I think like most people who are working towards positive change I started off with the attitude that compromise was unacceptable and change just needed to happen.  That feeling is particularly intense when that light bulb goes on for the first time and you feel as though you’ve awoken from a dream.  Once you realize something is wrong you naturally want to make it right. The problem with many causes like animal rights, gay rights, and environmental consciousness is not just apathy, but the fact that you come up against the wall of:  Acceptance of your position weakens my position, therefore I attack your position and your sanity.  That immediately causes many on the fence to retreat until it becomes more mainstream and both sides entrench.  I could spend days going into the politics of it all, but for me it all boils down to things like pride, insecurity, denial, and the ever popular money and power.  Anytime you challenge the status quo there is going to be push back and probably retaliation.  It’s like school yard politics if you really step back and look at it.   So why do I knowing all of that, have any faith or energy left to devote to all the subjects I just listed above? 

I still believe that people are good at their core.  Yes I think there are a lot of people who are cold and completely desensitized to any feelings or emotions, but they are the exception and not the rule.  Moreover I would argue that the majority of the non vegetarian public if truly forced to face the horror of their dietary choices would stop and change. Telling them and having it really it sink in are not the same at all.  I’m not going to argue that point today.  Anyone following the magazine for any reasonable length of time already knows the impact of their diet on themselves, the inhumane treatment of the animals and their babies, and the damage to the planet’s habitability long term.   And every poll I’ve ever seen suggests that most Americans want the animals treated humanely. They just don’t generally want to know the details and refuse to listen to them most of the time. There’s always a few sadistic smart asses out there who know and think it’s funny or a big joke, but most people have compassion and would rather not contribute to suffering.  You just can’t overwhelm most people with it or they will give that well I guess everything is bad response that means they are shutting down from overload. You have to slowly chip away at that wall.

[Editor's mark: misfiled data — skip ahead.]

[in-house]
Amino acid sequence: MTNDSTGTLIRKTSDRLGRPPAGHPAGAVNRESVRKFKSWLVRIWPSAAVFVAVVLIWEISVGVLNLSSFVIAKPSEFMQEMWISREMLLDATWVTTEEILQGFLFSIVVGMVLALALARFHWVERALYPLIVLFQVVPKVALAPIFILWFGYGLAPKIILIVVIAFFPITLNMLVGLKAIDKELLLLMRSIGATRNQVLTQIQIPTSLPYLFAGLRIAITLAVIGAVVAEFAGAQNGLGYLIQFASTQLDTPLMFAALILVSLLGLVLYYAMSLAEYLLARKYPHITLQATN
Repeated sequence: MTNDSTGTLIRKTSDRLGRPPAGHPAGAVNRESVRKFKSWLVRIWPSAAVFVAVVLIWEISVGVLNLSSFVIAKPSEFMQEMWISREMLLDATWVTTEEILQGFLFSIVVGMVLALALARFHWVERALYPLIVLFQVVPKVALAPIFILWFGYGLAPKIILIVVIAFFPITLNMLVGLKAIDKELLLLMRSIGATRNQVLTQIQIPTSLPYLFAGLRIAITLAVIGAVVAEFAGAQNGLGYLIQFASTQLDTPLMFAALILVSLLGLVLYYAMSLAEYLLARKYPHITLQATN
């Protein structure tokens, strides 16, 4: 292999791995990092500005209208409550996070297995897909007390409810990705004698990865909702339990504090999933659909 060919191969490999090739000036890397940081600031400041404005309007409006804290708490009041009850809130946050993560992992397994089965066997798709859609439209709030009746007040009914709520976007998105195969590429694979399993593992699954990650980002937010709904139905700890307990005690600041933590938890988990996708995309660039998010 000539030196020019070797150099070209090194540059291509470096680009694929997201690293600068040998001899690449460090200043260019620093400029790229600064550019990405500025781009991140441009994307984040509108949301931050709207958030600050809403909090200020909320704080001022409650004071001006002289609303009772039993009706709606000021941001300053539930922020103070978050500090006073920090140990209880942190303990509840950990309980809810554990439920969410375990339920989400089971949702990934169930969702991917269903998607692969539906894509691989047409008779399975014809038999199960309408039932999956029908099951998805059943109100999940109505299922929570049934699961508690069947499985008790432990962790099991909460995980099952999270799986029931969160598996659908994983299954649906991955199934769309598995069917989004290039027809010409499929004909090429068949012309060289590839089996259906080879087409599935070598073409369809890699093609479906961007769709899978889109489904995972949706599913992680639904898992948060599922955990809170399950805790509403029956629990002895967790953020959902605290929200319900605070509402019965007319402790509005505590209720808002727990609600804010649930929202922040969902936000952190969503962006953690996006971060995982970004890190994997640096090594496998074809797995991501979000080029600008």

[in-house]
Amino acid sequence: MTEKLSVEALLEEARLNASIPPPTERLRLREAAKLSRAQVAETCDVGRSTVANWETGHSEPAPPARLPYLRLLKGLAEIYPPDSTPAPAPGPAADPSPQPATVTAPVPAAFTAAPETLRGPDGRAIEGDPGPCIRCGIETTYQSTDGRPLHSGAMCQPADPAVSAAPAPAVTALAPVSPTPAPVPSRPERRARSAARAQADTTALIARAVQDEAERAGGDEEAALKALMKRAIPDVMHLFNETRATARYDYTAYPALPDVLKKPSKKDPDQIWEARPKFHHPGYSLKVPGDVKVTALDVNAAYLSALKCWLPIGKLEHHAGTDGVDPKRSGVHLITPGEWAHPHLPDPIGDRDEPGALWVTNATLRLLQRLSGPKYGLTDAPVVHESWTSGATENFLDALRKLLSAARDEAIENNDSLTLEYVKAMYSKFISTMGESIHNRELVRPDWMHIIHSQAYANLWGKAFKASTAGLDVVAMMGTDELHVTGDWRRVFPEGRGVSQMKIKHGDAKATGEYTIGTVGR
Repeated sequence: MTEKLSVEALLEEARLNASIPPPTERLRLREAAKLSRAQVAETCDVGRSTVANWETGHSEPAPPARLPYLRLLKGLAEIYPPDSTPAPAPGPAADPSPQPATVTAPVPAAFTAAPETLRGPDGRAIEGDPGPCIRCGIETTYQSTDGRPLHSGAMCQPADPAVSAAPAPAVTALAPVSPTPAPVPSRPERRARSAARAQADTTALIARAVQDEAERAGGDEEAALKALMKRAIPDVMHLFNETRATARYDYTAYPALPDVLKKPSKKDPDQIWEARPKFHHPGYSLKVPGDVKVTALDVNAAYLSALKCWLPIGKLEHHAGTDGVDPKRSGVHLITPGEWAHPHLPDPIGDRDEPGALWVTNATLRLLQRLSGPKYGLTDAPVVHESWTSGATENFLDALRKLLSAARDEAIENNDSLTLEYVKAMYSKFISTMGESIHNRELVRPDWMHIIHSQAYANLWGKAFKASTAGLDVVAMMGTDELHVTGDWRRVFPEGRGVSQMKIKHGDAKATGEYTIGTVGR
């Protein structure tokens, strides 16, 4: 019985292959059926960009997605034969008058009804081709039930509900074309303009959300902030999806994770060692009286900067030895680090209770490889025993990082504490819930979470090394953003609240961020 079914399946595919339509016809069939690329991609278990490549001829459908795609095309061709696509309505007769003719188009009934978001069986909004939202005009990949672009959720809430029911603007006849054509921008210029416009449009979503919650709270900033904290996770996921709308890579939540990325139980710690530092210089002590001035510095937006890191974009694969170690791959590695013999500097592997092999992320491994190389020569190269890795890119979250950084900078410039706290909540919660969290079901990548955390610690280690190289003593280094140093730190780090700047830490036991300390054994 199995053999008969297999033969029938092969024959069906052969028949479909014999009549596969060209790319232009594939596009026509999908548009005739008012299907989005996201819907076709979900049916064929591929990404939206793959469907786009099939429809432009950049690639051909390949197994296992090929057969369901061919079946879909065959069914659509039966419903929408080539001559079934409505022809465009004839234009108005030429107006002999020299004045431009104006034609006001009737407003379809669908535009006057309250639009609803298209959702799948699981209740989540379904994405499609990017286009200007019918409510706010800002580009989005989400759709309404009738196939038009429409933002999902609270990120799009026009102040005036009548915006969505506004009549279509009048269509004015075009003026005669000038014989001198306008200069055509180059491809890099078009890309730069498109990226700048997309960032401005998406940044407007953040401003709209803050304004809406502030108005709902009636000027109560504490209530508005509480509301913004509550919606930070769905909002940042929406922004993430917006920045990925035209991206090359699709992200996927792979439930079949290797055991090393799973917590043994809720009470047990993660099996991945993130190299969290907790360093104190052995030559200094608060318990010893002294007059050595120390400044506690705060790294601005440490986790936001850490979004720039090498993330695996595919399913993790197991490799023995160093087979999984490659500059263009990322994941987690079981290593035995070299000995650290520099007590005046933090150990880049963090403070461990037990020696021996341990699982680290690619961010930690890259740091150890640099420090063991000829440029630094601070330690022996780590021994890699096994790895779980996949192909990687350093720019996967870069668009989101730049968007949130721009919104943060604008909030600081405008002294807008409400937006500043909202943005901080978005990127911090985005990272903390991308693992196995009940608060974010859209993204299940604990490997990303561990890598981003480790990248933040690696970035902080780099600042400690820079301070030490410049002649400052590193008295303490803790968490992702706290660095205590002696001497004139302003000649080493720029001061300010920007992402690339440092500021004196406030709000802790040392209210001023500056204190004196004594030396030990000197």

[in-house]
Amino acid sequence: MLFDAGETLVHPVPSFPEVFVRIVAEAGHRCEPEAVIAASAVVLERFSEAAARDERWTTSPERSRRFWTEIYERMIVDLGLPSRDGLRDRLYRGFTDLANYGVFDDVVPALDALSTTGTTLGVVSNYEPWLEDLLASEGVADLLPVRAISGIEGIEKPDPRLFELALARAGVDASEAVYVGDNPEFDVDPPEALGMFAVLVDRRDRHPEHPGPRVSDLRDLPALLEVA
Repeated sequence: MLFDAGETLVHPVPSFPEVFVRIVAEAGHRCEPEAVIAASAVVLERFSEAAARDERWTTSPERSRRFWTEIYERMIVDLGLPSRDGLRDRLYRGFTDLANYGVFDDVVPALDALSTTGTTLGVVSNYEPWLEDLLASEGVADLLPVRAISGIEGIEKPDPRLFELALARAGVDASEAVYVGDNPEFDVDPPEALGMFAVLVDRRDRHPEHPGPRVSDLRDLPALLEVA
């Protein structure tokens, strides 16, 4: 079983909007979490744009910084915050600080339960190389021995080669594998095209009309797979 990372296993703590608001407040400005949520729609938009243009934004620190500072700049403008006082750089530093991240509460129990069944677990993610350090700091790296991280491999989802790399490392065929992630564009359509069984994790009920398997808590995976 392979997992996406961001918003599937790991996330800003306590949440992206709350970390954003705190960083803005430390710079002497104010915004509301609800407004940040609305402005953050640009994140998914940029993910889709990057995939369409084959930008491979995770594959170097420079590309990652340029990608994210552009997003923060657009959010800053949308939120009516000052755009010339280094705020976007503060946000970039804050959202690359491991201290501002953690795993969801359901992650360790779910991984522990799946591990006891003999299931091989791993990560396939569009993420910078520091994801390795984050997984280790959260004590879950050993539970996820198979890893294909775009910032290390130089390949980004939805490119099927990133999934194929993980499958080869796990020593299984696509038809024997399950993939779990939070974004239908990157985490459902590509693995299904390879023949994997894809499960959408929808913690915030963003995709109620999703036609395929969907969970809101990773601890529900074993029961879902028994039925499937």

Chicken
Photo by Derek Goodwin, for Farm Sanctuary

How I Got Here
In order to effectively support my argument, I think I need to start by telling you how I got here in the first place.  I grew up in sunny California in the 70’s as the hippie movement was dying off.   No my parents weren’t flower children, far from it in fact.  We always lived in a middle class neighborhood kind of like the wonder years, but we always lived on a culdesac.  I can still see and smell the giant flower bed of daises and pansies that my mom planted around the lush green lawn as if I were there yesterday.  I learned to ride a bike without training wheels off of that very driveway in Hacienda Heights.  I also remember my mom taking us shopping at Gemco (Before Target), Ralphs, or the weekly stop at the butcher shop.  Yeah, I think that’s where it started for me.  I remember cutting off the fat of whatever my mom had cooked and my dad yelling at me for being weird and wasting it.